In an interview with Restaurant India, Asvin Simon, Bangs, reveals his plans for India and global markets.
How do you see restaurant franchising as a business model in India?
We have been into franchising for about five years. We are the only organised brand in this segment. We started in 2009 and now are present across three countries, including India, Dubai and Qatar, its Indian originated international brand. We are the first brand from India into overseas market in this segment. And we have close to 60 outlets in India.
Do you think that this is the best medium to expand the business, as JV is another such example available for expansion?
Yes, if you want to grow fast then franchising is the best medium within the span of limited time. If you are planning for your own outlet, then lots of things have to be taken into consideration like manpower, investment and supervision whereas in franchising model you can establish very fast. This is the best method for expansion for multicity expansion.
As you are operating under fried chicken and Burger segment. Do you see any competition from brands like KFC and McDonald’s as they have the bigger share of the market in this segment?
They are there for decades and captured a significant piece in the market share. Hence, we are at a very nascent stage to compete with any global brands.
Earlier talking to Restaurant India, you said you are targeting 500 outlets in next five years. What is the growth as of now?
Last year we were focusing on the international markets, but now we are focusing on national market and hope to grow very fast and steadily. We will open stores very soon all across the nation.
You have outlets in global Diasporas as well. Being the franchisee restaurant, what are the legalities for taking brands to other countries?
In India it is very vast, we have to develop a lot in terms of awareness towards franchising as there is not much knowledge about franchising and there needs to be a lot of franchising program and how to combat laws, at the end, you have to follow the brand which is not happening in most of the cases in India. There needs to be more consistency towards franchising especially food.
What’s your take on rules and laws prevailing in the country when it comes to restaurant franchising?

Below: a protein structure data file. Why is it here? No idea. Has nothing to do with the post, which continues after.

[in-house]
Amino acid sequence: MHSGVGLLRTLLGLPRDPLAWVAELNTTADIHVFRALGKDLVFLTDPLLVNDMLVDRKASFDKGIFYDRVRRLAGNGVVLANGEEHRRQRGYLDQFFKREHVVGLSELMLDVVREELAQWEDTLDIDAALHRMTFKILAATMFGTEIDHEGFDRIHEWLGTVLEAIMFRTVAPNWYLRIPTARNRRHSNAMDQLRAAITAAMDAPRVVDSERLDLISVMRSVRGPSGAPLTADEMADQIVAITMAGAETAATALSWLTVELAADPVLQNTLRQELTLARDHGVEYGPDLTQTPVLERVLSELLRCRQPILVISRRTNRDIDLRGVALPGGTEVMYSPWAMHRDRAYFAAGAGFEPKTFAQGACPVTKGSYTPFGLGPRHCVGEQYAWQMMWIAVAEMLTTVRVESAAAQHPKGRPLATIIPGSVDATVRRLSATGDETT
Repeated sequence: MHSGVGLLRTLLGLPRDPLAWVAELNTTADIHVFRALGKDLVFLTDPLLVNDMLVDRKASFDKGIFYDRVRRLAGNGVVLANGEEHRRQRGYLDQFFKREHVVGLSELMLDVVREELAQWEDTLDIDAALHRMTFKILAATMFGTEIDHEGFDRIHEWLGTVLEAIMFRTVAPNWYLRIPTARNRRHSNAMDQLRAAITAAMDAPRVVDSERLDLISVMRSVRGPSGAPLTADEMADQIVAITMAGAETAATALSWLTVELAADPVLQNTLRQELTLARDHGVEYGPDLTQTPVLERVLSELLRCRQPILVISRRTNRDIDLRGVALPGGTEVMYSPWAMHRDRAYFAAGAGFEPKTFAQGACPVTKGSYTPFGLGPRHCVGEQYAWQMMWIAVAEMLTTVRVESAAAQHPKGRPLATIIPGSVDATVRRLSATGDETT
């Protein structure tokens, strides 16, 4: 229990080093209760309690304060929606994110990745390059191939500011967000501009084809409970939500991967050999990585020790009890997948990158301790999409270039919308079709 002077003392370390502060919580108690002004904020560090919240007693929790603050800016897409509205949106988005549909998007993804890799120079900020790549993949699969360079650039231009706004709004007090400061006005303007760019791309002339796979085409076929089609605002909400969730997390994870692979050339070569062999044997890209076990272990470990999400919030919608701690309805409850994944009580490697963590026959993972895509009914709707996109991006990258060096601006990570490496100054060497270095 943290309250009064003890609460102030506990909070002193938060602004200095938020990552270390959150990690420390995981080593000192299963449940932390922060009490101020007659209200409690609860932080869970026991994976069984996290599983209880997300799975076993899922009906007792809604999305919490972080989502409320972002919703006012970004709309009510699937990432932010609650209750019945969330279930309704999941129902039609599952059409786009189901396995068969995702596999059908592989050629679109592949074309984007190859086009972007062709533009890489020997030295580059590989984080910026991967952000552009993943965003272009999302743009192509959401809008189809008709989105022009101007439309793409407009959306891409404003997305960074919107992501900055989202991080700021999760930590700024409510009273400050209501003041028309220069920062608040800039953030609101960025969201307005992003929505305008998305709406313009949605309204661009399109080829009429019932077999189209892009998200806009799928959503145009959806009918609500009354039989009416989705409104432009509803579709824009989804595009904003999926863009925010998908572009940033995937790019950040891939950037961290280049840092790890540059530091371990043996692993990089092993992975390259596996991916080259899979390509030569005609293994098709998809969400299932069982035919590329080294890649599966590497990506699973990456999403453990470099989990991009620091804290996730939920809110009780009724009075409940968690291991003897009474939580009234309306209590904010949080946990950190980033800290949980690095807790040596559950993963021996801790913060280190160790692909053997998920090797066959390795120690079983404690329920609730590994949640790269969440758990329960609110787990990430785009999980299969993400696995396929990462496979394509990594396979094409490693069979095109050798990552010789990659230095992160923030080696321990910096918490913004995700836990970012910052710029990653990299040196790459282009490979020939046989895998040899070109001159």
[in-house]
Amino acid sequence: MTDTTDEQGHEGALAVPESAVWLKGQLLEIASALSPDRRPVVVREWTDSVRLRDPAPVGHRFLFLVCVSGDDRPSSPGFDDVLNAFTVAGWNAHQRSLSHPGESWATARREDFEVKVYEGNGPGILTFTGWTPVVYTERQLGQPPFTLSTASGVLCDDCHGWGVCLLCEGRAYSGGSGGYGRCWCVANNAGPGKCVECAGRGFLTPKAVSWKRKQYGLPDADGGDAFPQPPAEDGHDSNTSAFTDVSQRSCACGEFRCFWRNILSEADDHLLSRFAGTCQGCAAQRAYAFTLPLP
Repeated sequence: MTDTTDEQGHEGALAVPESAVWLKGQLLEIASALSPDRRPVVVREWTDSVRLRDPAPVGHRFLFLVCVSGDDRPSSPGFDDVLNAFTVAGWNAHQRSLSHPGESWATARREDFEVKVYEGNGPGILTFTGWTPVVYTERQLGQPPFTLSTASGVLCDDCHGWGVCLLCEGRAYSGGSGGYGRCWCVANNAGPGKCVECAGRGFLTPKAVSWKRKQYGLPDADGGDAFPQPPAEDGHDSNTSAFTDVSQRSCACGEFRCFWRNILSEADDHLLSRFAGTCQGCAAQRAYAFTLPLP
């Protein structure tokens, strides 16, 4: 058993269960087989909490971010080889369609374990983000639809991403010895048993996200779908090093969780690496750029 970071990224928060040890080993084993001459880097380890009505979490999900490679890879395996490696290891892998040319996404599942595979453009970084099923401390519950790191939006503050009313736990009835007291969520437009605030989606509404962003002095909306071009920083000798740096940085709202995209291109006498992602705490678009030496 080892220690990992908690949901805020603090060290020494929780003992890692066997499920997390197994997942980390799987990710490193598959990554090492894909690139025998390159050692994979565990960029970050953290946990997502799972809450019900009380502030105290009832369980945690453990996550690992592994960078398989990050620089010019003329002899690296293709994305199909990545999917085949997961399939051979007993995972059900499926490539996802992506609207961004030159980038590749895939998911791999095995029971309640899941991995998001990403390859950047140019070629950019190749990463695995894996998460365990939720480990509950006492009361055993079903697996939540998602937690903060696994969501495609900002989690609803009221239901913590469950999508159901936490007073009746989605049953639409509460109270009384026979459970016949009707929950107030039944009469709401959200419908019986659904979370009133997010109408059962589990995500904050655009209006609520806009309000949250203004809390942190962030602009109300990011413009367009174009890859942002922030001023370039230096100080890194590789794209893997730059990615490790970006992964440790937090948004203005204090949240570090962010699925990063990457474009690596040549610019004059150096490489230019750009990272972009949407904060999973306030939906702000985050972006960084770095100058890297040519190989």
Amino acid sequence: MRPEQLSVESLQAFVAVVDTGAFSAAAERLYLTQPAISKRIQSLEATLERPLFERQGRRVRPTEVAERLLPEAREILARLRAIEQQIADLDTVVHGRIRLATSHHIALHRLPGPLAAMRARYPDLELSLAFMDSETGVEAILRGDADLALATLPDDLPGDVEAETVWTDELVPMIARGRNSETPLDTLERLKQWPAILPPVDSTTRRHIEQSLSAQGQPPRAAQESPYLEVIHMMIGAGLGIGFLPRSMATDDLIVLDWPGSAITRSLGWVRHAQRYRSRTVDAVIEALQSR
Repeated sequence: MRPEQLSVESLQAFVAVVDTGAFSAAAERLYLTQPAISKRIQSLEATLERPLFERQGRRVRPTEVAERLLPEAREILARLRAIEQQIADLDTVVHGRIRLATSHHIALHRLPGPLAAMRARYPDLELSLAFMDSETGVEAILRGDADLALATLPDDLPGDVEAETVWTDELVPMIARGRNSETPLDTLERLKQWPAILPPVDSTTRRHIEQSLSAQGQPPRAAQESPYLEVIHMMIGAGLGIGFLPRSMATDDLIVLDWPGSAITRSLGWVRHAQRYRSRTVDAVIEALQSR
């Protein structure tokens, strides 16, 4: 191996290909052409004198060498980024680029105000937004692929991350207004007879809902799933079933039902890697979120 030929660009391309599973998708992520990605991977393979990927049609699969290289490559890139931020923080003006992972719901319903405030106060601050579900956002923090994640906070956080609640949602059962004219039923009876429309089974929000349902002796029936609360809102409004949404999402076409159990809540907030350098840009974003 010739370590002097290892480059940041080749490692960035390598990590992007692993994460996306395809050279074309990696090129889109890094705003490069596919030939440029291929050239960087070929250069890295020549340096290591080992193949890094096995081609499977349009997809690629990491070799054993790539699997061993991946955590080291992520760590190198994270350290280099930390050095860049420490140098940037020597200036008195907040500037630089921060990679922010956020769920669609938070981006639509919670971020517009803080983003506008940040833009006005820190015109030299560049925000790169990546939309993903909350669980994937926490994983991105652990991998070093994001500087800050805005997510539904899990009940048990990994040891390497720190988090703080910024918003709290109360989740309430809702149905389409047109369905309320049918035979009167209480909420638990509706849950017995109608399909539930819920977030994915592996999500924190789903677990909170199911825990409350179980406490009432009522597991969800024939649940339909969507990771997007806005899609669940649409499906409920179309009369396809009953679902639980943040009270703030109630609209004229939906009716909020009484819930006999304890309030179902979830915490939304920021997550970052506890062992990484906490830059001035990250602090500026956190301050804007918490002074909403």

It is very difficult we don’t get solutions very fast in India that’s the biggest problem. We are very weak whereas overseas, these things are becoming very fast as there are many rules to catch hold of the franchisee or franchisor. We need to improve a lot, and to have a lot more control on franchisee permit.
You have your presence in smaller cities. Why so? Are you afraid of entering the metros as they are addicted to global brands?
We have metro presence as well but it’s not very easy to open an outlet in metros. We are a growing brand, at a very initial stage. And as the real estate cost, labour cost and other operational charge as well as hidden charges, example bribe is huge in these areas. So, it is almost impossible for brands like us to open outlet in metros. These things do not happen in smaller cities. I am saving half of the amount which needs to be spending in metro cities.
What are the benefits of operating in smaller cities?
There are a lot of advantages which we get when we open in smaller cities like the competition is less, visibility is very big but at the same time when open in smaller cities, you will have to do a lot of activity to sustain a customer as there are limited set of customer willing to have the kind of food you are offering.
Online food ordering apps have certainly grabbed the customers in restaurant industry. Does it hamper your sales?
Actually, online food ordering websites are making a comfortable zone for us. We are getting additional business from it. They are making our work very easy to say instead of me doing a business promotion for my brands, they are doing so. They have a platform through which they are also benefitting and we are also getting an increased share.